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The end of Moore’s Law

Tim Cross over at The Guardian has an interesting piece on how Moore’s Law is bumping against the realities of physics and business:

Shrinking a chip’s components gets harder each time you do it, and with modern transistors having features measured in mere dozens of atoms, engineers are simply running out of room. There have been roughly 22 ticks of Moore’s law since the launch of the 4004 in 1971 through to mid-2016. For the law to hold until 2050 means there will have to be 17 more, in which case those engineers would have to figure out how to build computers from components smaller than an atom of hydrogen, the smallest element there is. That, as far as anyone knows, is impossible.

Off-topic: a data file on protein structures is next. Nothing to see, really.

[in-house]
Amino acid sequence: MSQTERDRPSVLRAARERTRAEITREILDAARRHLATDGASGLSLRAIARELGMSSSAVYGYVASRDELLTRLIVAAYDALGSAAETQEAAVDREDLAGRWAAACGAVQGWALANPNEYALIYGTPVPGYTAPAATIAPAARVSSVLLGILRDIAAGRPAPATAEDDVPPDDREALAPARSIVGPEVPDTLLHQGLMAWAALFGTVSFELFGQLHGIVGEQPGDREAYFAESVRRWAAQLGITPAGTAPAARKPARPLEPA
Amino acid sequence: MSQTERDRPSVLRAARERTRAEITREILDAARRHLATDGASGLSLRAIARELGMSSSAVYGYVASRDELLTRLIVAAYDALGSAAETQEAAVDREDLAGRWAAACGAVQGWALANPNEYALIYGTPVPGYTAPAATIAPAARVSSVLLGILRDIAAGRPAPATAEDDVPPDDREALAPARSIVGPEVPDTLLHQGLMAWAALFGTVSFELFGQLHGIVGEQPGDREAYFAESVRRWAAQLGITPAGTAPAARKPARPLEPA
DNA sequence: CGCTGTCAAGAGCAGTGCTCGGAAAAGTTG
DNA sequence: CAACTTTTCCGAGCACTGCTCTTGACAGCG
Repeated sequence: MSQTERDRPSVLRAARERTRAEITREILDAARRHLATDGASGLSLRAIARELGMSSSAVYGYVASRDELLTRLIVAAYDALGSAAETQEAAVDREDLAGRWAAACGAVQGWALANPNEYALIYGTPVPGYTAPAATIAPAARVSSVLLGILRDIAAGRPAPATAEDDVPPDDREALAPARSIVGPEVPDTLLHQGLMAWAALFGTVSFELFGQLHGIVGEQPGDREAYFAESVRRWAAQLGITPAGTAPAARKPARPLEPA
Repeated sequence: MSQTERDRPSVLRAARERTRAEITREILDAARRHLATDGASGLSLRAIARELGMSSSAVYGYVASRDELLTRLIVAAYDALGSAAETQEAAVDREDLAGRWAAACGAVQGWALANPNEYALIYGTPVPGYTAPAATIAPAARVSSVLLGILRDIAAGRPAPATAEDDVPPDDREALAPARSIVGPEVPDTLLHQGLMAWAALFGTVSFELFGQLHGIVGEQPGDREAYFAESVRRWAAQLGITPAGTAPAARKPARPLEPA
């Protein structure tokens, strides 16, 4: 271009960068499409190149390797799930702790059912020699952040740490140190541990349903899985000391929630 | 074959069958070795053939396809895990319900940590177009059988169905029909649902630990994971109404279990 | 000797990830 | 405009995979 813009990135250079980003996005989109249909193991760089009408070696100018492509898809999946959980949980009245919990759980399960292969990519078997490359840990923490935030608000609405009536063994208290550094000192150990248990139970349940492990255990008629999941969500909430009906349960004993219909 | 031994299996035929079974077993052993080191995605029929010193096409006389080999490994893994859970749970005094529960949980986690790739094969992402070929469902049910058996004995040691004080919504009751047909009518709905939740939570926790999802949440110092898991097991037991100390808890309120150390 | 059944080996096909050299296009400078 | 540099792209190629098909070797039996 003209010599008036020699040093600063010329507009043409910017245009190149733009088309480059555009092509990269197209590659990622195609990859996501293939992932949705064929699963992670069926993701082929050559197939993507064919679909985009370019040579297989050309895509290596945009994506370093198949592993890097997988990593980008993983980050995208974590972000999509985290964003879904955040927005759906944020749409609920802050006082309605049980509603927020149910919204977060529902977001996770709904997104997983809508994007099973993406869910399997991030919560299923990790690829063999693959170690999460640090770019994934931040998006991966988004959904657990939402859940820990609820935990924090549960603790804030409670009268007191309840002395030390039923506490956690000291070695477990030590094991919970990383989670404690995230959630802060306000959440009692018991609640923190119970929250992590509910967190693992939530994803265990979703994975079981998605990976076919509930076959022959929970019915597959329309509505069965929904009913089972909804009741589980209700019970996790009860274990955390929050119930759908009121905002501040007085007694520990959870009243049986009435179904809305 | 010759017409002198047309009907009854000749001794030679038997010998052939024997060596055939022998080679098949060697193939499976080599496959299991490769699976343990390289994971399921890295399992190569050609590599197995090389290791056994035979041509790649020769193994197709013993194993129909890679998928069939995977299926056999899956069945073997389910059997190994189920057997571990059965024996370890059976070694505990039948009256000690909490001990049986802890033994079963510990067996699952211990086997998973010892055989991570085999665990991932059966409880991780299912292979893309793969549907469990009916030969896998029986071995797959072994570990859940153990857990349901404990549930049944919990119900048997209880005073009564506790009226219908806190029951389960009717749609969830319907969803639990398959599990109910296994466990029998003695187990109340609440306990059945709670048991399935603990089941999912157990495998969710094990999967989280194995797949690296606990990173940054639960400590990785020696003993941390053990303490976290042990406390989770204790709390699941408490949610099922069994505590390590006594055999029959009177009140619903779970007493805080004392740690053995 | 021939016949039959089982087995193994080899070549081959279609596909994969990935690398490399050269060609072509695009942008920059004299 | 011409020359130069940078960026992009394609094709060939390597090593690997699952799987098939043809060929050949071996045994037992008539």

Yet business will kill Moore’s law before physics does, for the benefits of shrinking transistors are not what they used to be. Moore’s law was given teeth by a related phenomenon called “Dennard scaling” (named for Robert Dennard, an IBM engineer who first formalised the idea in 1974), which states that shrinking a chip’s components makes that chip faster, less power-hungry and cheaper to produce. Chips with smaller components, in other words, are better chips, which is why the computing industry has been able to persuade consumers to shell out for the latest models every few years. But the old magic is fading.